Dental x-rays (or radiographs) are commonplace in modern dentistry. They provide dentists with a powerful tool to help diagnose and prevent a range of oral health issues. Yet x-rays can raise some anxiety and questions for patients So, are dental x-rays safe and what do dentists look for in the fuzzy greyness of a dental x-ray?
The x-ray was first invented in 1895, with the first dental x-ray performed just one year later by Charles Edmund Kells Jr, who is known as the father of dental radiology. By the 1950’s x-rays had developed into a safe and essential dental diagnostic tool. These days, modern digital x-rays allow an even faster and safer method for a dentist to see what’s going on below the gum line.
What do dentists look for in dental x-rays?
A dentist can tell a lot about your teeth during a dental exam. However, anything below the gum line, between tightly packed molars or inside your teeth is almost impossible without an x-ray. It is an excellent way to avoid future toothaches and spot issues before they become a dental emergency, saving you potential pain, expense and drawn out dental work.
Are dental x-rays safe?
Modern dental x-rays are extremely safe. The radiation exposure is less than you would receive on a short plane flight or even from eating a bunch of bananas! Still, precautions are taken during any x-rays to limit your exposure depending on where and how the x-ray is taken.
For women, it is important to notify your dentist if you are, or could possibly be, pregnant so that x-ray can be either postponed or modified based on your specific situation.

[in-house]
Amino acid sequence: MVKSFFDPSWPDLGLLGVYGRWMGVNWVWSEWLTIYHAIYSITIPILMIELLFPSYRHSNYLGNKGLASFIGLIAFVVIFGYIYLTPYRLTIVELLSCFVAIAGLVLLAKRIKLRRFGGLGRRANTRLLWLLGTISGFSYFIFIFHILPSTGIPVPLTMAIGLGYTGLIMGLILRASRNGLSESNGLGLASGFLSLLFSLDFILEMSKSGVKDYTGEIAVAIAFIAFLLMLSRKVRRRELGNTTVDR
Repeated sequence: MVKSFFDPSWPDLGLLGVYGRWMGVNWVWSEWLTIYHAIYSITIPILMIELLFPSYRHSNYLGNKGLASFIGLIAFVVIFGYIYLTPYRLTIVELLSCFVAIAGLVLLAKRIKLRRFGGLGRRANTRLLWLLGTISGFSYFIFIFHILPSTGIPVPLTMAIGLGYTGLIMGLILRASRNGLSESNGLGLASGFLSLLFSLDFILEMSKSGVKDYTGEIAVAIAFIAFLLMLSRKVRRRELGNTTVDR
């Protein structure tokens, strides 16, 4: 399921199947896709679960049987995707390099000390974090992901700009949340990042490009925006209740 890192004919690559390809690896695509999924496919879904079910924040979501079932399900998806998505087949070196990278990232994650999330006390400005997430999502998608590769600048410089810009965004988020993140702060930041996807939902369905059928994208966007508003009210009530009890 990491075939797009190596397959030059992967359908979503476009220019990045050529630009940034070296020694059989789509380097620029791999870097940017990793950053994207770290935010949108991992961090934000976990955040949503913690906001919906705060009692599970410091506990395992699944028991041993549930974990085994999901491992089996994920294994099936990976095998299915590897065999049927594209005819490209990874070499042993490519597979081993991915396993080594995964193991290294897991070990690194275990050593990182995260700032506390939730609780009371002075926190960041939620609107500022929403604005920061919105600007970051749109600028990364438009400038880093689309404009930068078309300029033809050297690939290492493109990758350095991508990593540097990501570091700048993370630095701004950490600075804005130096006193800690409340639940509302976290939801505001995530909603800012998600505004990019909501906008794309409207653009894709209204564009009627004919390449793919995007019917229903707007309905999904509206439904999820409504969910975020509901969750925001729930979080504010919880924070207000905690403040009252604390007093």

And, the reason your dentist will politely step out of the room during your x-ray is because they perform hundreds of x-rays every year which would put them at risk of cumulative radiation exposure.
How often do I need an x-ray of my teeth?
The frequency of dental x-rays depends on your oral health. For most adults without any significant dental issues, an x-ray is needed every 12-18 months to monitor any significant changes.
If you have gum disease, it is important that this is monitored closely to prevent gum recession and bone loss in the jaw. X-rays may be taken more frequently such as every 6 months in these circumstances.
Also, if you change dentists, they will almost always require a fresh x-ray. If you have had x-rays taken very recently this could be useful but there are many types of dental x-rays and a new dentist will almost always feel more comfortable in their diagnosis from their own x-rays.
What are 'digital' x-rays?
Much like the move from film to digital cameras, digital x-rays allow an instant image of your teeth avoiding the time needed to develop the x-ray film. The x-rays can be shown on a TV screen immediately so the dentist can discuss any issues directly with you.
Digital x-rays have much less radiation exposure than traditional x-rays. They also provide a clearer and crisper image and storing digital x-rays is much simpler then their hard copy counterparts. This allows your dentist to have easy access to all your previous x-rays for future comparison.
Over two hundred years since they were first used, dental x-rays are still an essential tool in your dentist’s kit. Extremely safe, modern digital x-rays provide an instant and clear visual of your dental health below the gumline. They can help diagnose issues before they become more problematic, painful and expensive to fix.
Dr Finkelstein Dentist in Sydney’s CBD has a brand new clinic with state of the art equipment and x-ray technology. During your next dental exam, relax in the comfort of the dental chair while Dr Finkelstein clearly explains what your dental x-ray means to help you maintain and improve your oral health.